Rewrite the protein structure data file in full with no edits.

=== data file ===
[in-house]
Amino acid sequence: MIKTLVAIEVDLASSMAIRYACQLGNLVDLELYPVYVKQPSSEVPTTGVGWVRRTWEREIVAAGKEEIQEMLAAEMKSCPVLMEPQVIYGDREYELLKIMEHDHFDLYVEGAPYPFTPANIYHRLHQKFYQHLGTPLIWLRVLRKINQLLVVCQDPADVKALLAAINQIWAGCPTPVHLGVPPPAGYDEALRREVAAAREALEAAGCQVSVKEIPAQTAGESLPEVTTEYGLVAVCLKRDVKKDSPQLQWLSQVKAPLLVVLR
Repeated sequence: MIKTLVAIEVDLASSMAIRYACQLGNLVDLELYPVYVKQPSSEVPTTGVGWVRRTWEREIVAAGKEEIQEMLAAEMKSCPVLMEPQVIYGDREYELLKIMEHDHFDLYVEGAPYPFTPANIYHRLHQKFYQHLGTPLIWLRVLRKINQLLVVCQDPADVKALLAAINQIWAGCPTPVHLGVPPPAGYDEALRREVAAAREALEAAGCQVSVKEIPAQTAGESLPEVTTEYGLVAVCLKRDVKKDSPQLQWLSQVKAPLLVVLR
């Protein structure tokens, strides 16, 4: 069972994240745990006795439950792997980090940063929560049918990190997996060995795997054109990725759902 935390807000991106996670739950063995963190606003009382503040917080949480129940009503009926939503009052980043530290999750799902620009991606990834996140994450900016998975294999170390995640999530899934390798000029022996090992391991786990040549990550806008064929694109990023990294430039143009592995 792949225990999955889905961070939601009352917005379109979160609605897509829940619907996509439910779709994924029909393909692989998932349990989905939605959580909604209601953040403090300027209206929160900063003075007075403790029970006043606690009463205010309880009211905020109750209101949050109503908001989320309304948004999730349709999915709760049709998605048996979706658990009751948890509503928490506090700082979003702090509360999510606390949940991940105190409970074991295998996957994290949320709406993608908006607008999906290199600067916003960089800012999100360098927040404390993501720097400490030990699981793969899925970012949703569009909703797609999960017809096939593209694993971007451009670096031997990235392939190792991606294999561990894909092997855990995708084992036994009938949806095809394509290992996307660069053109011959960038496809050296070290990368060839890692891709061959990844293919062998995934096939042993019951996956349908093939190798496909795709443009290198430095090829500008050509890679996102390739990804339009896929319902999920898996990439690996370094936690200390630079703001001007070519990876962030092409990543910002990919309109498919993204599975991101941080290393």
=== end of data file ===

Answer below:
[in-house]
Amino acid sequence: MIKTLVAIEVDLASSMAIRYACQLGNLVDLELYPVYVKQPSSEVPTTGVGWVRRTWEREIVAAGKEEIQEMLAAEMKSCPVLMEPQVIYGDREYELLKIMEHDHFDLYVEGAPYPFTPANIYHRLHQKFYQHLGTPLIWLRVLRKINQLLVVCQDPADVKALLAAINQIWAGCPTPVHLGVPPPAGYDEALRREVAAAREALEAAGCQVSVKEIPAQTAGESLPEVTTEYGLVAVCLKRDVKKDSPQLQWLSQVKAPLLVVLR
Repeated sequence: MIKTLVAIEVDLASSMAIRYACQLGNLVDLELYPVYVKQPSSEVPTTGVGWVRRTWEREIVAAGKEEIQEMLAAEMKSCPVLMEPQVIYGDREYELLKIMEHDHFDLYVEGAPYPFTPANIYHRLHQKFYQHLGTPLIWLRVLRKINQLLVVCQDPADVKALLAAINQIWAGCPTPVHLGVPPPAGYDEALRREVAAAREALEAAGCQVSVKEIPAQTAGESLPEVTTEYGLVAVCLKRDVKKDSPQLQWLSQVKAPLLVVLR
């Protein structure tokens, strides 16, 4: 069972994240745990006795439950792997980090940063929560049918990190997996060995795997054109990725759902 935390807000991106996670739950063995963190606003009382503040917080949480129940009503009926939503009052980043530290999750799902620009991606990834996140994450900016998975294999170390995640999530899934390798000029022996090992391991786990040549990550806008064929694109990023990294430039143009592995 792949225990999955889905961070939601009352917005379109979160609605897509829940619907996509439910779709994924029909393909692989998932349990989905939605959580909604209601953040403090300027209206929160900063003075007075403790029970006043606690009463205010309880009211905020109750209101949050109503908001989320309304948004999730349709999915709760049709998605048996979706658990009751948890509503928490506090700082979003702090509360999510606390949940991940105190409970074991295998996957994290949320709406993608908006607008999906290199600067916003960089800012999100360098927040404390993501720097400490030990699981793969899925970012949703569009909703797609999960017809096939593209694993971007451009670096031997990235392939190792991606294999561990894909092997855990995708084992036994009938949806095809394509290992996307660069053109011959960038496809050296070290990368060839890692891709061959990844293919062998995934096939042993019951996956349908093939190798496909795709443009290198430095090829500008050509890679996102390739990804339009896929319902999920898996990439690996370094936690200390630079703001001007070519990876962030092409990543910002990919309109498919993204599975991101941080290393």